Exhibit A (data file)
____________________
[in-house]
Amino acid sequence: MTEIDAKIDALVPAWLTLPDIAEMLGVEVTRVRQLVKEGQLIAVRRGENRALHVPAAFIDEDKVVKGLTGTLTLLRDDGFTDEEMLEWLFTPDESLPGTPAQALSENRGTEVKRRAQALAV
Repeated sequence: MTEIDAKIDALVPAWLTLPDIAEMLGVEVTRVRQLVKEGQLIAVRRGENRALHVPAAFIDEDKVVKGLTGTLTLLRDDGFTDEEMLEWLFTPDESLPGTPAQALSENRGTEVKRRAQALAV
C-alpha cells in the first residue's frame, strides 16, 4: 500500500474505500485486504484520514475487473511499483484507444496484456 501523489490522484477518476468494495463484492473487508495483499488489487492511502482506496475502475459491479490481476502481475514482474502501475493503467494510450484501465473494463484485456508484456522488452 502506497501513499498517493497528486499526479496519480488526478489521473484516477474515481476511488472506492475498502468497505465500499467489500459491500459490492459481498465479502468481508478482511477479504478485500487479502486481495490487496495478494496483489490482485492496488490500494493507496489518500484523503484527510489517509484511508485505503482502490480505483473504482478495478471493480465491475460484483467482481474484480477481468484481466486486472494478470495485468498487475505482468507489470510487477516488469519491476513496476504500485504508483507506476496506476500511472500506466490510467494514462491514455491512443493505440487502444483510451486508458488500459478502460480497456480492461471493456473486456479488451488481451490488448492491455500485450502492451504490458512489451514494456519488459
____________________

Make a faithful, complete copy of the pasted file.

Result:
[in-house]
Amino acid sequence: MTEIDAKIDALVPAWLTLPDIAEMLGVEVTRVRQLVKEGQLIAVRRGENRALHVPAAFIDEDKVVKGLTGTLTLLRDDGFTDEEMLEWLFTPDESLPGTPAQALSENRGTEVKRRAQALAV
Repeated sequence: MTEIDAKIDALVPAWLTLPDIAEMLGVEVTRVRQLVKEGQLIAVRRGENRALHVPAAFIDEDKVVKGLTGTLTLLRDDGFTDEEMLEWLFTPDESLPGTPAQALSENRGTEVKRRAQALAV
C-alpha cells in the first residue's frame, strides 16, 4: 500500500474505500485486504484520514475487473511499483484507444496484456 501523489490522484477518476468494495463484492473487508495483499488489487492511502482506496475502475459491479490481476502481475514482474502501475493503467494510450484501465473494463484485456508484456522488452 502506497501513499498517493497528486499526479496519480488526478489521473484516477474515481476511488472506492475498502468497505465500499467489500459491500459490492459481498465479502468481508478482511477479504478485500487479502486481495490487496495478494496483489490482485492496488490500494493507496489518500484523503484527510489517509484511508485505503482502490480505483473504482478495478471493480465491475460484483467482481474484480477481468484481466486486472494478470495485468498487475505482468507489470510487477516488469519491476513496476504500485504508483507506476496506476500511472500506466490510467494514462491514455491512443493505440487502444483510451486508458488500459478502460480497456480492461471493456473486456479488451488481451490488448492491455500485450502492451504490458512489451514494456519488459